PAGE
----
Remember those yellow and black “Baby On Board” placards that hung from inside so many car windows a few years ago, signaling the presence of an infant?
That fad has faded. The idea was to remind other drivers to drive extra carefully to protect the vulnerable babe aboard that vehicle.
Now a new study suggests a similar and appealingly simple way that we can turn ourselves into safer drivers all the time, not just when we spot one of those placards.
A favorite photo—complete with gummy smile—could hold the key…
The study involved 87 men and women. One group of participants was assigned to look at photos of everyday objects such as pencils or chairs…another group looked at photos of policemen patrolling the streets…a third group looked at pictures of smiling babies. Each group saw 10 different pictures for 10 seconds each.
After looking at the pictures, all the participants played a simulated driving game. The “drivers” operated their virtual vehicles by pressing and releasing buttons to stop and start. Traveling the route to their intended destination, they had to navigate various intersections with traffic lights—and when a light turned from green to yellow, they had to decide whether to keep moving across the intersection or brake to a stop. The amount of time the lights stayed yellow before turning red varied from two to seven seconds. Participants earned points for time spent in motion—unless the yellow light turned red while they were still in the intersection, in which case they lost all their points.
Time spent in motion while a traffic light was yellow was considered an indicator of risky driving behavior. Frequent stops were considered signs of cautious driving.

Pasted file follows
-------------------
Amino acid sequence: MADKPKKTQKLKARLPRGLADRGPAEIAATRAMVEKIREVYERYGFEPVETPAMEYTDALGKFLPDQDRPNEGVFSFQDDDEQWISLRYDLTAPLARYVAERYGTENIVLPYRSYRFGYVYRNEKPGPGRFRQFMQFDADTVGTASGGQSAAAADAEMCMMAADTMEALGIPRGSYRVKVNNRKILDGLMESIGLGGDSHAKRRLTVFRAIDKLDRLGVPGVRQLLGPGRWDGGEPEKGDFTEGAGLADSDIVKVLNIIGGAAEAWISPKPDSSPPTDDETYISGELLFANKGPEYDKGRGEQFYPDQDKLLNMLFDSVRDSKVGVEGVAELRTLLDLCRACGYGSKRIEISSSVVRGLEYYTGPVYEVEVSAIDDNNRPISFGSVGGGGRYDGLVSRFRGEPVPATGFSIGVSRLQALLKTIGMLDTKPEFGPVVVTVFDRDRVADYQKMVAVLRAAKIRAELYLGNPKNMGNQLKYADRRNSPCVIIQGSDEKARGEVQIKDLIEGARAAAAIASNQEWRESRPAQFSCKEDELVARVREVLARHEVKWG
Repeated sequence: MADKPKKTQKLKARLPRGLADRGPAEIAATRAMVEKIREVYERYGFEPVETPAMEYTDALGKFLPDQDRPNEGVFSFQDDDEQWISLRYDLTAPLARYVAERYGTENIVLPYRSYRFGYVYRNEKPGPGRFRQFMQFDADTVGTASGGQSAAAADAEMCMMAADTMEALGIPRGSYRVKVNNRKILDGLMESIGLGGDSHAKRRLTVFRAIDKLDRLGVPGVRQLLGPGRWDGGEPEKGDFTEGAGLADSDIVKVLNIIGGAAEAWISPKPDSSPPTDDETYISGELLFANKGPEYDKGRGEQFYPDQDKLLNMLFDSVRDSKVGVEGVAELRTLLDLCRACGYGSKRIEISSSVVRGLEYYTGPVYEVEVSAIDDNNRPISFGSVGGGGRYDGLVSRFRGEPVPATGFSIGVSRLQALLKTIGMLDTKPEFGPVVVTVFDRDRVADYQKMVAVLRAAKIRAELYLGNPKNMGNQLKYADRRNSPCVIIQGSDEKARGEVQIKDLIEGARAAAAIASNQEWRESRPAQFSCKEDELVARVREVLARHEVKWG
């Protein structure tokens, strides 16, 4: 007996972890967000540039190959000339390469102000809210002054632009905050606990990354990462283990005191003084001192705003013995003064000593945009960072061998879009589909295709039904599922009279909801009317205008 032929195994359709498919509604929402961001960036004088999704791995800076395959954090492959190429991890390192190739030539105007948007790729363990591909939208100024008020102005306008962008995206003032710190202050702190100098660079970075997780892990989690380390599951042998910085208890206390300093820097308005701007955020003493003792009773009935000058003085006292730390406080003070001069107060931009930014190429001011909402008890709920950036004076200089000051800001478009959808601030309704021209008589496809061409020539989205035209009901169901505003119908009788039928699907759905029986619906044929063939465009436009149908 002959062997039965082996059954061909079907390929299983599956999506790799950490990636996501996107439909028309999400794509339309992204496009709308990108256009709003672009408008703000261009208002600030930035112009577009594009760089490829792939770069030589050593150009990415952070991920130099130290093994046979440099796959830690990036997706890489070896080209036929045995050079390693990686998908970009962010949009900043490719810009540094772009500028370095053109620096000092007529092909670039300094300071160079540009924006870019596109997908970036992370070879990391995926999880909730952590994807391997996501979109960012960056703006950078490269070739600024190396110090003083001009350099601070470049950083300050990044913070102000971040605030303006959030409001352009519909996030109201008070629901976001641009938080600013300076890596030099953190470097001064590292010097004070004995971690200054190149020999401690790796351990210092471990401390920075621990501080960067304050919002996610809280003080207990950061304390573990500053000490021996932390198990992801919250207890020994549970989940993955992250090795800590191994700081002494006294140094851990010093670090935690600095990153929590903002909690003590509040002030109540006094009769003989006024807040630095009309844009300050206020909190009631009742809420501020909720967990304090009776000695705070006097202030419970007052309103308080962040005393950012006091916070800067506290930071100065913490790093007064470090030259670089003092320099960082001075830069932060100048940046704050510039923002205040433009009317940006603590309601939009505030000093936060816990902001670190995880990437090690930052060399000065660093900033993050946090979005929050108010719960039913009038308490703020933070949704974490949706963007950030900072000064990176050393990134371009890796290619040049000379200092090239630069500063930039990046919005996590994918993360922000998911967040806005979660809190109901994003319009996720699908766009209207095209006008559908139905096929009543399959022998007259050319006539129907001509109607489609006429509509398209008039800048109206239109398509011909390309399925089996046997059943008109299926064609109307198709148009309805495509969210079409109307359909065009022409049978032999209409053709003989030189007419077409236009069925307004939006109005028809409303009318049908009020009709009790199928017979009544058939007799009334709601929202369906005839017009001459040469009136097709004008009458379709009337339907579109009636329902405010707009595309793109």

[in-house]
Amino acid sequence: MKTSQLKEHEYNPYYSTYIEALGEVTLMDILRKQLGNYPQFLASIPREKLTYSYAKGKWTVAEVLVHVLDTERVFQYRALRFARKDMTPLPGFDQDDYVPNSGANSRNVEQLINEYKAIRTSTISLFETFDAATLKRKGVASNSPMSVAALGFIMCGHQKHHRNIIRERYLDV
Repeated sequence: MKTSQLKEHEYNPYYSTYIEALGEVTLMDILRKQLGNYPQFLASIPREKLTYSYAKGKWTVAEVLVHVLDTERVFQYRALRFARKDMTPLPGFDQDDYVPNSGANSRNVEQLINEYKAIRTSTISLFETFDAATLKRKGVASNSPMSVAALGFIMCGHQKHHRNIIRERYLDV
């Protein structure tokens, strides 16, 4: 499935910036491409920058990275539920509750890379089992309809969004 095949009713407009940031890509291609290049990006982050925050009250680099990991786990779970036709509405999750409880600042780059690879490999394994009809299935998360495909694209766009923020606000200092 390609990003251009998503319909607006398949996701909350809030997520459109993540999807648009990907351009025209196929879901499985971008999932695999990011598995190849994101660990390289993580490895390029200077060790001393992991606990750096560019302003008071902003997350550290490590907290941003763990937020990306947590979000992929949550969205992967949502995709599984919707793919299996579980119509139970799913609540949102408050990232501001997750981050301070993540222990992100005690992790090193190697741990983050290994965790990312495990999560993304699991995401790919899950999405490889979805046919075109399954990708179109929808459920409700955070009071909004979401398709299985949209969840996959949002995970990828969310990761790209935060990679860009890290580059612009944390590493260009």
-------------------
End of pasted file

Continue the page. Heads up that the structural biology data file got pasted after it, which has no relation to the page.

Finish line: The researchers found that it didn’t matter whether the drivers were men or women, nor whether they were relative novices or experienced behind the wheel. The only factor that affected risky behavior in this test was the type of photographs the participants had viewed before taking to the road. Surprisingly, people who looked at pictures of policemen scored the same as those who looked at images of everyday objects—the reminder of possibly getting a ticket did not reduce drivers’ risky behaviors. But: Participants who looked at pictures of smiling babies “drove” with significantly more caution—spending less time going through intersections with yellow or red lights and stopping more frequently.
Researchers attribute the results to a phenomenon called “feelings as information.” When people are exposed to affective stimuli (something that affects their mood or feelings), they subconsciously evaluate the stimuli and adjust their behavior accordingly. In this case, the drivers felt protective after looking at pictures of babies—and thus were less inclined to take risks.
IN THE REAL WORLD
For safety’s sake, this study was conducted virtually rather than on actual roads—so we can’t say for sure how the results would translate into the real world. But considering how rampant road rage is these days, I’d suggest that we could all adapt the study technique to increase our courtesy and caution—and our own safety—on the road.
And some of us could really use that, don’t you think?
Of course, it wouldn’t be safe to look at baby pictures while actually driving. But why not try carrying a favorite baby photo of your child, grandchild or another beloved person in your car? Taking a quick look right before turning on the ignition may be the key to a safer journey…for you and for those around you.